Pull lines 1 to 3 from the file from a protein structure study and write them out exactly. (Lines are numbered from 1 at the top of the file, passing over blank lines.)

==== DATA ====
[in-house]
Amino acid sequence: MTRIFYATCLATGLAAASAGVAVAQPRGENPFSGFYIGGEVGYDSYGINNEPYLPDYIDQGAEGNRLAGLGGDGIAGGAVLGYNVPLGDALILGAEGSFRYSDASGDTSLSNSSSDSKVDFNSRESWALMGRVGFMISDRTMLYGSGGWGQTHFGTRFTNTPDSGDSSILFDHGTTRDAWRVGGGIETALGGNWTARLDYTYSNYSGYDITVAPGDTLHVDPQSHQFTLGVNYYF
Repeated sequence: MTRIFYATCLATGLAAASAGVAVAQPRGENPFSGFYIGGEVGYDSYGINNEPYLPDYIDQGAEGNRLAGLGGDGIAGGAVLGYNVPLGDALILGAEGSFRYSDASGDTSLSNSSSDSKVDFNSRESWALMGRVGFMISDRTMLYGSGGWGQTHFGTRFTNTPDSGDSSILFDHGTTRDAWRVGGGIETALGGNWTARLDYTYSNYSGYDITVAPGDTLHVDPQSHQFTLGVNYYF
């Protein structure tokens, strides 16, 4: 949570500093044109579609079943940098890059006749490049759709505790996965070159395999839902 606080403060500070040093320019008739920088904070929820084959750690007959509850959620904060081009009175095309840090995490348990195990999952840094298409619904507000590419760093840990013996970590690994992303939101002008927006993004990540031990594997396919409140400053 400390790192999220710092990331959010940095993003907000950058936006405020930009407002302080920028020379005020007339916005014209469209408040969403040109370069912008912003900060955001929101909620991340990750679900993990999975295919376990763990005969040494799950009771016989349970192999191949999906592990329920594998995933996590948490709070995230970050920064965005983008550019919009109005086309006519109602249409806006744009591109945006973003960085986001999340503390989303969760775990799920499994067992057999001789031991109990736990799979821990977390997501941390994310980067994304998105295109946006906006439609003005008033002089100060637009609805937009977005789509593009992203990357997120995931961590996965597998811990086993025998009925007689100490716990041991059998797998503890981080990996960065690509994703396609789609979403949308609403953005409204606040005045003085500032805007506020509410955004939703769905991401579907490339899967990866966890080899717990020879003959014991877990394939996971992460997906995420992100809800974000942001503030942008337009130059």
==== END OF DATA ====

[in-house]
Amino acid sequence: MTRIFYATCLATGLAAASAGVAVAQPRGENPFSGFYIGGEVGYDSYGINNEPYLPDYIDQGAEGNRLAGLGGDGIAGGAVLGYNVPLGDALILGAEGSFRYSDASGDTSLSNSSSDSKVDFNSRESWALMGRVGFMISDRTMLYGSGGWGQTHFGTRFTNTPDSGDSSILFDHGTTRDAWRVGGGIETALGGNWTARLDYTYSNYSGYDITVAPGDTLHVDPQSHQFTLGVNYYF
Repeated sequence: MTRIFYATCLATGLAAASAGVAVAQPRGENPFSGFYIGGEVGYDSYGINNEPYLPDYIDQGAEGNRLAGLGGDGIAGGAVLGYNVPLGDALILGAEGSFRYSDASGDTSLSNSSSDSKVDFNSRESWALMGRVGFMISDRTMLYGSGGWGQTHFGTRFTNTPDSGDSSILFDHGTTRDAWRVGGGIETALGGNWTARLDYTYSNYSGYDITVAPGDTLHVDPQSHQFTLGVNYYF